Funeral of popular Cumbrian teacher
Last updated at 11:21, Saturday, 31 August 2013
It was standing room only as hundreds of people turned out to pay their last respects to a teacher.
Crowds filled St Joseph’s Church in Cockermouth yesterday to say farewell to Kevin Green, with others listening on loud speakers in the church hall.
Everybody respected the family’s wishes to wear something red in honour of Mr Green’s love of Liverpool Football Club.
Mr Green, 56, of Oaktree Crescent, Cockermouth, died of a heart attack on August 19 while on a cycling holiday.
He was former head of geography at Cockermouth School and had been head of sixth form at St Benedict’s School in Whitehaven since 1999.
His coffin, adorned with flowers with messages and a Liverpool badge and scarf, was carried into the church to the tune of Let It Be by The Beatles.
Priest Father Joe O’Connor said it was a tremendous turnout from the community to pay tribute to Mr Green.
“An indication of what impression you make on people is how many people come to your funeral,” he said.
“[Mr Green] was kind, forgiving and helpful and always looked out for his pupils and wanted the best for them.
“People experienced something very precious when they met him and he wanted to share that when he met others.”
At the funeral people heard from his brother Mike, wife Diana, friend Andrew Dickens and colleague from St Benedict’s Laura Dawson.
Each of his four children, Maria, Sarah, Robert and Peter, also paid tribute to their father.
Maria said: “He taught me so much about the world and gave me a lifetime of memories.
“He always tried to help and would do anything for me. I am so proud to say I am his daughter.”
Sarah said how her father meant everything to her while a speech read out on behalf of Robert said how his father always thought about others and was a generous and caring man.
His son Peter focused on his father’s love of the natural world, recalling how holidays always included a short geography lesson on the natural features.
A short message was read out on behalf of Mrs Green, which said: “You will always be my rock and best friend as you were for 30 years.
“I will miss you every day and love you forever.”
His brother Mike said: “Kevin was a huge part of my life, was an indomitable force, had massive enthusiasm; and all that has been taken away and left a huge void in my life.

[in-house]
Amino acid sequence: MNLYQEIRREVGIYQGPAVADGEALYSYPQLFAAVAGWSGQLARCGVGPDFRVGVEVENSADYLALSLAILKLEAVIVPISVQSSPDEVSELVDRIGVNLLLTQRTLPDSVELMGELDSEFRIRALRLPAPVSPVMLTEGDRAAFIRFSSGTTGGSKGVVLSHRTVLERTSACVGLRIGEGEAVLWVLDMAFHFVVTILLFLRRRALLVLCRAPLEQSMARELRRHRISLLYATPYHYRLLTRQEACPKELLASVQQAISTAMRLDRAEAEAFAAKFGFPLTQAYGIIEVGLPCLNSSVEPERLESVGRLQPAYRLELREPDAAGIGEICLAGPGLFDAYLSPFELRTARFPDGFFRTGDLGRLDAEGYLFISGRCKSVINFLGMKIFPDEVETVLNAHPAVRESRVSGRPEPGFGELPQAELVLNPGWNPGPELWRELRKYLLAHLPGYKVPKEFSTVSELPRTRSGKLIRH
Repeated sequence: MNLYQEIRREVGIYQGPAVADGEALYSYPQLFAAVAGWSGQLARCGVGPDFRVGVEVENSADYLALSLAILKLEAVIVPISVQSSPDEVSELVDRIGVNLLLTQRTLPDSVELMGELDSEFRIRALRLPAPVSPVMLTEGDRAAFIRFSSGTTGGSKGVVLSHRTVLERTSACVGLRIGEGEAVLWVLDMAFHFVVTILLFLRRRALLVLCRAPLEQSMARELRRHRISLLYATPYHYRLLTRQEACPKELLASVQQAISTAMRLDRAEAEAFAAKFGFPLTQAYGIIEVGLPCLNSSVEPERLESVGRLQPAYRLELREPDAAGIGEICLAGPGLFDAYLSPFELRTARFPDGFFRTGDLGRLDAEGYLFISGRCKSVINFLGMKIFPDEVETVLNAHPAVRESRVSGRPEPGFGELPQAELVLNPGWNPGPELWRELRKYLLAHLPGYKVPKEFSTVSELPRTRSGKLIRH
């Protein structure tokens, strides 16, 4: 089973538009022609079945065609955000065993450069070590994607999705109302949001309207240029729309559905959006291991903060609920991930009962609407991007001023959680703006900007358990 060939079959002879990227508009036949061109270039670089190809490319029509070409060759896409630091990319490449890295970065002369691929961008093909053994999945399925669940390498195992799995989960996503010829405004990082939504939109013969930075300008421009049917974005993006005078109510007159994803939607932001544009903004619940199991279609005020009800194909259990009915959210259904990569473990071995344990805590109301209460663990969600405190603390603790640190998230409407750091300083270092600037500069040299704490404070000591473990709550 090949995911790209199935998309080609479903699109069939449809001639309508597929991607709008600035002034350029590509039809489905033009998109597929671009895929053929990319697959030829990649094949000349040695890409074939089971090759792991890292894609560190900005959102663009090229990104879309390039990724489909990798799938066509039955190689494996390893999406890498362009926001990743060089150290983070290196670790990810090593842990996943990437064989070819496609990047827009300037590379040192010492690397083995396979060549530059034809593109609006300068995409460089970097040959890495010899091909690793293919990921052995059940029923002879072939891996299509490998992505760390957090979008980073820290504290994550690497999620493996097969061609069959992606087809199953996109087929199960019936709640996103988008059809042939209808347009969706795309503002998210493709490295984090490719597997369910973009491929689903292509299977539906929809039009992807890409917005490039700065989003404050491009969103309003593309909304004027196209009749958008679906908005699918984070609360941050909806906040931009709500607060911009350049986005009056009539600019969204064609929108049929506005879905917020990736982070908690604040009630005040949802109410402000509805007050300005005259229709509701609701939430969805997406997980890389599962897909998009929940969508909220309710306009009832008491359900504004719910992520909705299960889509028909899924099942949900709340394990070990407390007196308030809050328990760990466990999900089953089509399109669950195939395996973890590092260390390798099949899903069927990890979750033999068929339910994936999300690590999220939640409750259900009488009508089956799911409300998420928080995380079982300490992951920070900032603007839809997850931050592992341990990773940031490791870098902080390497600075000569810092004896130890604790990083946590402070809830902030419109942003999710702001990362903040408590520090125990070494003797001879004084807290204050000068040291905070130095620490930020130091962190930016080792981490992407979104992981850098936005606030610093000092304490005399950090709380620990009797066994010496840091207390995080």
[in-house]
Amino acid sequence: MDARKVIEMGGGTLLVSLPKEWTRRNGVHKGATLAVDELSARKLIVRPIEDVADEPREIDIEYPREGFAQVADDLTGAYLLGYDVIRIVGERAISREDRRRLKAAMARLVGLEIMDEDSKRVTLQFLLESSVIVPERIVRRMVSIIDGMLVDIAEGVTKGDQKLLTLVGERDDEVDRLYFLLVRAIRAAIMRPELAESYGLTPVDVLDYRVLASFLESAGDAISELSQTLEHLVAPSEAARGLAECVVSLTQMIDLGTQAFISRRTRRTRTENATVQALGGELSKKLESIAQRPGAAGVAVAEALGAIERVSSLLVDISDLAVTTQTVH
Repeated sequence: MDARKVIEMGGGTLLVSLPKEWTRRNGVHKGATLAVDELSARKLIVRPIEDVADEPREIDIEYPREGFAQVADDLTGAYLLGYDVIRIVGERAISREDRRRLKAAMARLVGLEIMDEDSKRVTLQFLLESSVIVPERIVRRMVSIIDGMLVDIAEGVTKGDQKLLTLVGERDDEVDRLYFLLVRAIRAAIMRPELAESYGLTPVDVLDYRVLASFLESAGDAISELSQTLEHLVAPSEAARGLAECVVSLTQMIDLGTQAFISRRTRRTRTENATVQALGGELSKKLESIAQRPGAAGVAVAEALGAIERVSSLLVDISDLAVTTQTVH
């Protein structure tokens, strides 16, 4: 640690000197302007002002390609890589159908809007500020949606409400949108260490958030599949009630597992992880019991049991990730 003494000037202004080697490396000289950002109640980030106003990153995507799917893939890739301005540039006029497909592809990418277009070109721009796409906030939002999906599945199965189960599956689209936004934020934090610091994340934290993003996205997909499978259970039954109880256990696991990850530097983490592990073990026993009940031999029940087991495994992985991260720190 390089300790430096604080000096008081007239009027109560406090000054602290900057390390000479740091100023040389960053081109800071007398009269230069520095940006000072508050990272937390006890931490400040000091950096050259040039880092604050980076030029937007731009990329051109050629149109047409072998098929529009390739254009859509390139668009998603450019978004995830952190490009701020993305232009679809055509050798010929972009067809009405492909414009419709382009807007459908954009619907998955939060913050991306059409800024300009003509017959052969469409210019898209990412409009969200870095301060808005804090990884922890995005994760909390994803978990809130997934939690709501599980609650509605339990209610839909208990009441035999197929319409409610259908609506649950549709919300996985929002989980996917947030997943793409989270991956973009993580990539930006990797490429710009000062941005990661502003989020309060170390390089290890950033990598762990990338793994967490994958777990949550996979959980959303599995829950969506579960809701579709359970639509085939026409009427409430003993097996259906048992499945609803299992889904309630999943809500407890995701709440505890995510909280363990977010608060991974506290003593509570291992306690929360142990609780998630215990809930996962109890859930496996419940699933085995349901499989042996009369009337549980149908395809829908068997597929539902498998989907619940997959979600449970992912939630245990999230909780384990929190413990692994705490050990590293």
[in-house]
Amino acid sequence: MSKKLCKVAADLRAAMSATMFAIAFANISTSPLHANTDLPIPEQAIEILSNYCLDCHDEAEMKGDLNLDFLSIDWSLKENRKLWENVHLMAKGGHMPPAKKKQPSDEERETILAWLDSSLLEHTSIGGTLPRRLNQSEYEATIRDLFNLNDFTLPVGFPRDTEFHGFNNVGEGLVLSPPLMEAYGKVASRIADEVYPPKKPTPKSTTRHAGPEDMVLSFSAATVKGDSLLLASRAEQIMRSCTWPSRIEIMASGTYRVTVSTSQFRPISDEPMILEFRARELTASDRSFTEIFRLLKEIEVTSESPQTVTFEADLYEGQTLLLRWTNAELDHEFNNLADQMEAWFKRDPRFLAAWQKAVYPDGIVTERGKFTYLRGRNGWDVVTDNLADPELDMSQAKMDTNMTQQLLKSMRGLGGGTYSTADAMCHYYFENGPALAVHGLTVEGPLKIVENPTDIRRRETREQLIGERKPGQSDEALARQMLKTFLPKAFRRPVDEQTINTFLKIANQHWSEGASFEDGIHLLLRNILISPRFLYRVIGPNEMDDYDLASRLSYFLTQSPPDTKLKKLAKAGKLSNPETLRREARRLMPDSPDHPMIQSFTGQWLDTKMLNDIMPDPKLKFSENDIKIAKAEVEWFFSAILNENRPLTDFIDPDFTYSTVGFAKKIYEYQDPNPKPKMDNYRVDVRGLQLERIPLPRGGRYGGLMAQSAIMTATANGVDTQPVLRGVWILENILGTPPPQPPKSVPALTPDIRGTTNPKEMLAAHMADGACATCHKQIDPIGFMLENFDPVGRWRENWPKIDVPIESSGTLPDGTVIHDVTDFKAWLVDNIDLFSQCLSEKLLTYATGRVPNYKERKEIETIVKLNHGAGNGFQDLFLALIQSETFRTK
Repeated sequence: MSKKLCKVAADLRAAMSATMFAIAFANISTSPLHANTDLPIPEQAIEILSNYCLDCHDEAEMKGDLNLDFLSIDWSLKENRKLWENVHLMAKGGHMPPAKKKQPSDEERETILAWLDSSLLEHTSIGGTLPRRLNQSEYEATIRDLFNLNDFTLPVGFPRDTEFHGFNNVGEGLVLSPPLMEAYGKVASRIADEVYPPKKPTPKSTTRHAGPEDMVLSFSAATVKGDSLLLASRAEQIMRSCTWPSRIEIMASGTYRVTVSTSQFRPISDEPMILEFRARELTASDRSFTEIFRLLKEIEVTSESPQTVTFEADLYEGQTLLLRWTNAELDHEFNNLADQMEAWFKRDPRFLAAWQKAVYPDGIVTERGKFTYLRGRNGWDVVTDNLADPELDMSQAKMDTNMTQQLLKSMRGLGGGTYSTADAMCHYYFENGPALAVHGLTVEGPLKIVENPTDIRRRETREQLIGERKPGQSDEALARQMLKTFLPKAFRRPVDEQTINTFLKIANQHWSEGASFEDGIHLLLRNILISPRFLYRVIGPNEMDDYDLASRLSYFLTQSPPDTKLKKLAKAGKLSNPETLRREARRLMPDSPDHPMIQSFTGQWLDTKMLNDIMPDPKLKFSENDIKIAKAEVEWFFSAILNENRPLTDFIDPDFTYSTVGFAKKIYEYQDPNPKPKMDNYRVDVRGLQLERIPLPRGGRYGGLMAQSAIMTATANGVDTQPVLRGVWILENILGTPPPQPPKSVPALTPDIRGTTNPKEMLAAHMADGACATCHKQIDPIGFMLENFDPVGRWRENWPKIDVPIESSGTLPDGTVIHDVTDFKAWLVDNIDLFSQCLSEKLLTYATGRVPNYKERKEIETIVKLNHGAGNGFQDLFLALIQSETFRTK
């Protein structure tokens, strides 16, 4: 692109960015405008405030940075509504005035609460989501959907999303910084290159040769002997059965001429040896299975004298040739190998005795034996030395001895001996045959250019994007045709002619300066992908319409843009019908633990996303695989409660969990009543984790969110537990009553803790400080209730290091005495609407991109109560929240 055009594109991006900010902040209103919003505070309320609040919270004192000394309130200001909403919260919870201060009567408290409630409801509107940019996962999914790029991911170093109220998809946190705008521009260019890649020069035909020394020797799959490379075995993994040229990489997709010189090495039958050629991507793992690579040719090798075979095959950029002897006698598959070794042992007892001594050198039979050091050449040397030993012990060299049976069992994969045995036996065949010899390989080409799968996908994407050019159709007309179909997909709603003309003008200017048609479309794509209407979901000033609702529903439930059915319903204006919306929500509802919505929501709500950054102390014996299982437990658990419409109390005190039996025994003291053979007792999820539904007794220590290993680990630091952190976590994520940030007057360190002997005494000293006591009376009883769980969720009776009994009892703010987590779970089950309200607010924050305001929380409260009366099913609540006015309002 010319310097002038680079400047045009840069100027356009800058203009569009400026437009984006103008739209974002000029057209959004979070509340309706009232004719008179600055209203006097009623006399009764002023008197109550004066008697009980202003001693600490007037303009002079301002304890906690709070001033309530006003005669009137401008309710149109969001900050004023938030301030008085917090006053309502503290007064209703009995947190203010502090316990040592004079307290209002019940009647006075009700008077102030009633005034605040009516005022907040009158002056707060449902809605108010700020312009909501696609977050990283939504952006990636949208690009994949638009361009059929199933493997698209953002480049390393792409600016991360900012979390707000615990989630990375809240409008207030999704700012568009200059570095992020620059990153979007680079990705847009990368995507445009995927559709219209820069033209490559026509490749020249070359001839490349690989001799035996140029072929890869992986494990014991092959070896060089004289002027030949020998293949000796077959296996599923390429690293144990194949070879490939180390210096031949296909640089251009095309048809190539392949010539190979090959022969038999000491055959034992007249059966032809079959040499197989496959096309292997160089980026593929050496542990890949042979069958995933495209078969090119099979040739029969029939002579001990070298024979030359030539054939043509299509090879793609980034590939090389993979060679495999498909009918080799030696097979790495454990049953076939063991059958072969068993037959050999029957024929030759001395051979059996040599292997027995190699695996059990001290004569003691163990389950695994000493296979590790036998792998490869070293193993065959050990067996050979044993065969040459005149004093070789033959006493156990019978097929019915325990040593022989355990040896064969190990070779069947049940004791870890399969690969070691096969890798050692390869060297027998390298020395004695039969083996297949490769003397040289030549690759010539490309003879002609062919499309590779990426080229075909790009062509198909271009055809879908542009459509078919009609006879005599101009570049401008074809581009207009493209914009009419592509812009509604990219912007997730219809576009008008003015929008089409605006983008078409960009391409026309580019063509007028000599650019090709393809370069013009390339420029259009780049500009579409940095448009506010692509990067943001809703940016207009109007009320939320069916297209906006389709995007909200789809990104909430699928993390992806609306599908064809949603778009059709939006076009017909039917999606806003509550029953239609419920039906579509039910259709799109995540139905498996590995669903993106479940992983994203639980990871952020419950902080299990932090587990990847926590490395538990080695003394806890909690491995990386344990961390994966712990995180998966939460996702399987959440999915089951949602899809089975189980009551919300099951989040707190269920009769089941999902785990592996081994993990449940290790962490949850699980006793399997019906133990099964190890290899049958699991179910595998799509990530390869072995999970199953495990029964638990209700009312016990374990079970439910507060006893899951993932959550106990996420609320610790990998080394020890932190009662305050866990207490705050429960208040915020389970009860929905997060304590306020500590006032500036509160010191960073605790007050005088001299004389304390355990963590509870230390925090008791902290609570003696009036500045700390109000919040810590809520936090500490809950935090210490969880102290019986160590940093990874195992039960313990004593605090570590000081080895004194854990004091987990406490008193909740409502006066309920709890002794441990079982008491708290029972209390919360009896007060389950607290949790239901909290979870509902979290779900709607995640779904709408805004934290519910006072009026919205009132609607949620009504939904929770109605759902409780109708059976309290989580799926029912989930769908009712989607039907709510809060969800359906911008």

“He loved his family life. He had a doting mother and inspirational father and he really cherished his childhood.
“He always showed how proud he was of his family throughout his school life.”
Mr Green had played football for the Bitter End Pub and his team-mates paid tribute to him by turning up in their team strip.
Mike added: “Kevin had an enormous heart, did all he could to help others and valued his family life.
“If you talk to anyone – family, friend or colleagues – they will say he brought encouragement to the youngsters he taught.”
Laura Dawson had been a colleague of Mr Green’s at St Benedict’s for 11 years.
She said: “He was a role model for every pupil and he helped shape so many futures.
“The dedication he showed for his job and his family will live long in the memory.
“He was such a thoughtful and caring man. He put people’s feelings and emotions before himself and he will be greatly missed by every pupil he taught and came into contact with.
“It was an honour to work with him and we have never had a better person to spend our lives with and we are all better for it.”
In the most moving part of the funeral, Mr Green’s coffin was carried out to the Liverpool anthem You’ll Never Walk Alone.
First published at 11:05, Saturday, 31 August 2013
Published by http://www.newsandstar.co.uk
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Kevin taught me when he was at Falmer High School in the early eighties and through a common love of football, when we set up Falmer Old Boys Sunday team Kevin was player/manager for a season I think. Always had time to catch up after we went our seperate ways. A genuinely good man. Very sad news.
A fitting tribute to an absolute gentleman. Mr Green taught at Cockermouth when I was a pupil and he was a credit to the teaching profession. I was only talking to him a few weeks ago and he was his usual happy self, genuinely interested in how I was and my family were. Some solace for the family of Mr Green is the high regard he was held in by all who knew him.
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